Gold nanoparticles as a new tool in amyloid studies

The misfolding and self-assembly of proteins into fibrils is a hallmark of several neurodegenerative and systemic diseases. These disease-associated proteins have the propensity to form fibrils with a cross-β sheet structure, called amyloids. Amyloids can assemble into structures of various morphologies and increasing evidence suggests, that this polymorphism gives rise to distinct toxicity and pathology spreading patterns. This was observed for fibrils formed under different conditions or derived from different diseased tissues. Validation of this hypothesis remains challenging due to the laborious methods that are employed to enable the direct visualization and analysis of amyloid fibrils polymorphism in hydrated and complex biological samples. This thesis presents a novel microscopy method for assessing amyloid fibrils polymorphism using small gold nanoparticles (~3 nm diameter) coated with a mixture of 1-octanethiol and 11-mercapto-1-undecanesulfonate. These nanoparticles efficiently label amyloid fibrils that were produced in vitro as well as fibrils that were derived from tissues of human patients (ex vivo), that suffered from diseases linked to amyloid aggregates. Decoration with gold nanoparticles enabled the rapid visualization of the labelled contours of the amyloid fibrils that were imaged using Cryogenic transmission electron microscopy (cryo TEM). This method rendered the structural analysis of the fibrils relatively easy. Due to the labelling of the fibrils, we were able to observe a wide range of the morphologically polymorphic amyloids for in vitro derived samples. Moreover, comparative analysis of these fibrils with ex vivo derived amyloids, revealed significant differences in the morphological homogeneity. Our results showed an unexpected uniformity of the ex vivo derived fibrils, highlighting the influence of the milieu on the aggregation of amyloid fibrils (Chapter 4 and 5). The nanoparticles were also used as a probe to analyze amyloid fibrils surfaces. For example, we showed that sequence modification influences the efficiency of amyloid fibril decoration with our nanomaterial. In Chapter 3, we present that two types of fibrils and their truncated versions, were differently labelled due to the modification of their charged domains. This shows, that we can assess the changes in the primary structure of the amyloidogenic protein by monitoring the interactions between the nanoparticles and the surface of amyloids. Furthermore, results presented in Chapter 6 show that the decoration of the amyloids is possible in various types of biological milieu, including cerebrospinal fluids (CSF) and cell lysates. This finding suggests that our gold nanomaterial can potentially be used for targeted amyloid decoration in more complex systems, such as cells or tissues. The results presented in this thesis show that gold nanoparticles may represent a novel tool for rapid determination of the polymorphism of in vitro and ex vivo derived amyloid fibrils. We demonstrate and validate the advantages of our technique such as simplicity, quick data acquisition and analysis, stability of the labelling and high efficiency of decoration in the complex samples. This can be of high value for the studies of amyloid related diseases as this method allows for relatively easy screen of fibrils derived from the patients’ tissue and recognition of polymorphic species.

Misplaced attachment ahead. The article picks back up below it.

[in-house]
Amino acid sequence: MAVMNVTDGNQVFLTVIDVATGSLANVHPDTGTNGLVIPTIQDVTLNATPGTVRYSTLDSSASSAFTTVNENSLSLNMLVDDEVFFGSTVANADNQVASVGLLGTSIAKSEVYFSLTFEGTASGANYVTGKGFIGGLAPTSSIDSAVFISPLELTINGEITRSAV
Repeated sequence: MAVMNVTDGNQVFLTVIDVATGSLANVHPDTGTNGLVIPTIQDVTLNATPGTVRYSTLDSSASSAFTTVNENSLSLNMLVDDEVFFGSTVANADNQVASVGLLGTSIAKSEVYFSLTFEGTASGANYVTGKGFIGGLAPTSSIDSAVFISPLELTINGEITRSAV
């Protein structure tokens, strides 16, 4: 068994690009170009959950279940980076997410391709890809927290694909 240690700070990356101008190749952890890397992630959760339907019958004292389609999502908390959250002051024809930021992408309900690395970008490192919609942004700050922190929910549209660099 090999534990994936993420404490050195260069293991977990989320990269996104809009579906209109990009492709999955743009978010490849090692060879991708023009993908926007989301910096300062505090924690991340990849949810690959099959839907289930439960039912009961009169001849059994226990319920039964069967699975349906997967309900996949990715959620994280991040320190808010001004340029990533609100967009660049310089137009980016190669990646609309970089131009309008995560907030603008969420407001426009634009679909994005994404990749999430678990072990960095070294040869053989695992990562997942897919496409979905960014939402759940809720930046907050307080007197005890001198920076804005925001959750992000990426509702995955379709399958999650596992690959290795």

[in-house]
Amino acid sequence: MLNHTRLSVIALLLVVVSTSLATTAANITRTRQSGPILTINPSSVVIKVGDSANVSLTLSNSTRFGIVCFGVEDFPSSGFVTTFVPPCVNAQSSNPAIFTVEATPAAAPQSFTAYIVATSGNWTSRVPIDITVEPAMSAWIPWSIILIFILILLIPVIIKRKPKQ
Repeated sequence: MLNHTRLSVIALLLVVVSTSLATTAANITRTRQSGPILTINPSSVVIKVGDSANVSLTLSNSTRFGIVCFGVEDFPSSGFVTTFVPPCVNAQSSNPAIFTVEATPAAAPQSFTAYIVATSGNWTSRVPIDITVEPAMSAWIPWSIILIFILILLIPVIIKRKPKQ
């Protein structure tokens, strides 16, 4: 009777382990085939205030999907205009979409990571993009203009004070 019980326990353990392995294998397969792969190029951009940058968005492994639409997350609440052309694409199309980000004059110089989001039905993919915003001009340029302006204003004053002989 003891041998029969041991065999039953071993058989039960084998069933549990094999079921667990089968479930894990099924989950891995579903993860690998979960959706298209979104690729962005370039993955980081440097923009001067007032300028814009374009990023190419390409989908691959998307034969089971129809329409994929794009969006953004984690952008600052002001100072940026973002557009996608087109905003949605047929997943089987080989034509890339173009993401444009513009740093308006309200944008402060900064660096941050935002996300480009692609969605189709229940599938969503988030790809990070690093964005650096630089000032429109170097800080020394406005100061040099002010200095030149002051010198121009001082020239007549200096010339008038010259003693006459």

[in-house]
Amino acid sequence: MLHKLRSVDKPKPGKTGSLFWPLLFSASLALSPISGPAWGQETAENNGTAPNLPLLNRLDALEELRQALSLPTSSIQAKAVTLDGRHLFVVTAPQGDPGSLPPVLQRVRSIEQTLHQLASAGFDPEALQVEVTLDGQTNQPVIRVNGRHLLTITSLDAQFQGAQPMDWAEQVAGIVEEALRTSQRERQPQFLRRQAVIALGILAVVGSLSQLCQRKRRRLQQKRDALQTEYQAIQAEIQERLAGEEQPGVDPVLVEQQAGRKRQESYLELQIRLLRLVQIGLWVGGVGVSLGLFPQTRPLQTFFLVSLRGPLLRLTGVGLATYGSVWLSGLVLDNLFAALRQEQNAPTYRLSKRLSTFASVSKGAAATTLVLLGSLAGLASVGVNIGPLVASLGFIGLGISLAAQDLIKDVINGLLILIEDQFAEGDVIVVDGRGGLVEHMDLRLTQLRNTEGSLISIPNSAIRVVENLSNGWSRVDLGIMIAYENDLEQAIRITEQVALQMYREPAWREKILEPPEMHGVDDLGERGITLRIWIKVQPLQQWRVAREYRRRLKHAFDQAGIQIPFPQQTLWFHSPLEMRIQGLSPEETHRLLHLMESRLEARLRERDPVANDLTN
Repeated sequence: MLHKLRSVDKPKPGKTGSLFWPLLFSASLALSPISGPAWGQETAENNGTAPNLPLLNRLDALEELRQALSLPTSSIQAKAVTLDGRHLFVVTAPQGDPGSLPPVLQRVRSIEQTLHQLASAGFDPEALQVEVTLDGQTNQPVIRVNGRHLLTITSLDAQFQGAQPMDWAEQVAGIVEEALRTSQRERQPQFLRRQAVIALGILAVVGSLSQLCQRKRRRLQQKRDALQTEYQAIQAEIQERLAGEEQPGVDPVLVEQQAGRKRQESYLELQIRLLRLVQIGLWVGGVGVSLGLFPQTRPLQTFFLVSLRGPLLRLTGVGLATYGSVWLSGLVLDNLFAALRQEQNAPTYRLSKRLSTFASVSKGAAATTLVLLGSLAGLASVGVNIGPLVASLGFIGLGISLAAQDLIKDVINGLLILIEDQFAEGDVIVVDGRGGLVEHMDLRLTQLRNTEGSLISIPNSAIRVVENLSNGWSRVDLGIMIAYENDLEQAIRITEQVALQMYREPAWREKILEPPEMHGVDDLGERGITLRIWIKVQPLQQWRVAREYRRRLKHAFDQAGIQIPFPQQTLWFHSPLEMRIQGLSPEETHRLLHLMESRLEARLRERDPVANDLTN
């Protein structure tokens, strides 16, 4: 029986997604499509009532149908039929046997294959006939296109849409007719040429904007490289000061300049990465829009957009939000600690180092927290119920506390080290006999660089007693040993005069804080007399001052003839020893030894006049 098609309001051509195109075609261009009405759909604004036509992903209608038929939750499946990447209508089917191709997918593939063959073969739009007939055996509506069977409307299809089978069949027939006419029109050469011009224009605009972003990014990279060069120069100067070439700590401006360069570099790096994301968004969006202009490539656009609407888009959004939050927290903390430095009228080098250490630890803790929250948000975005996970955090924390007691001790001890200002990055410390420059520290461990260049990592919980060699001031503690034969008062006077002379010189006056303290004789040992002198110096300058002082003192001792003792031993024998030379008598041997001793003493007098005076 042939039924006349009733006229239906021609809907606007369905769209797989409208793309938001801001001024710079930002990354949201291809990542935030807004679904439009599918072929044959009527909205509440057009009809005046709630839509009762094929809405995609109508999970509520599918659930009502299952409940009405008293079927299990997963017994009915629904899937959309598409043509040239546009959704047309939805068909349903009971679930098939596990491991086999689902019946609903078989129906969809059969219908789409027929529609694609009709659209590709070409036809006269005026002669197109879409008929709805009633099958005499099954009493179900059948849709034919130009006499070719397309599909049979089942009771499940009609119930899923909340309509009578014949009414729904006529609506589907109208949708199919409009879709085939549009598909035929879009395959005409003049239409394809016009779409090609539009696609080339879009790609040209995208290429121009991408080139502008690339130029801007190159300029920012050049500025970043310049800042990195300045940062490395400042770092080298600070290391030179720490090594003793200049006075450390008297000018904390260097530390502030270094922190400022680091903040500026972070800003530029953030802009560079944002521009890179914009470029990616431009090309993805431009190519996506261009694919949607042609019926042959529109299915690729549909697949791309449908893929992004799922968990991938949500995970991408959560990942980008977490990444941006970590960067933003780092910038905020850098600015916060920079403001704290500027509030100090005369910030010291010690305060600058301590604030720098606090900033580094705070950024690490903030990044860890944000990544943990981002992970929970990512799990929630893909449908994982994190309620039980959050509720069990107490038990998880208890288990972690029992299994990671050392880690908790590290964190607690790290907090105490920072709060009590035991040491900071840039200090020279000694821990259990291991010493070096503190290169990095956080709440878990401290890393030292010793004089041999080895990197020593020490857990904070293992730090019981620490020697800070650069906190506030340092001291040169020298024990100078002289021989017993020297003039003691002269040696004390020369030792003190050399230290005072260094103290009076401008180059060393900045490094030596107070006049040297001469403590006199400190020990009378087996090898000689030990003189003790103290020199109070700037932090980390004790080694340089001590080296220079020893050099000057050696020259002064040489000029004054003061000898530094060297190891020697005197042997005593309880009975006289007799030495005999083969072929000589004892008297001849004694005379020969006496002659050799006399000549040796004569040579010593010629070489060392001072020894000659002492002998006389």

Stellacci, Francesco
Lashuel, Hilal
Lausanne, EPFL

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 Record created 2020-05-25, last modified 2020-06-09

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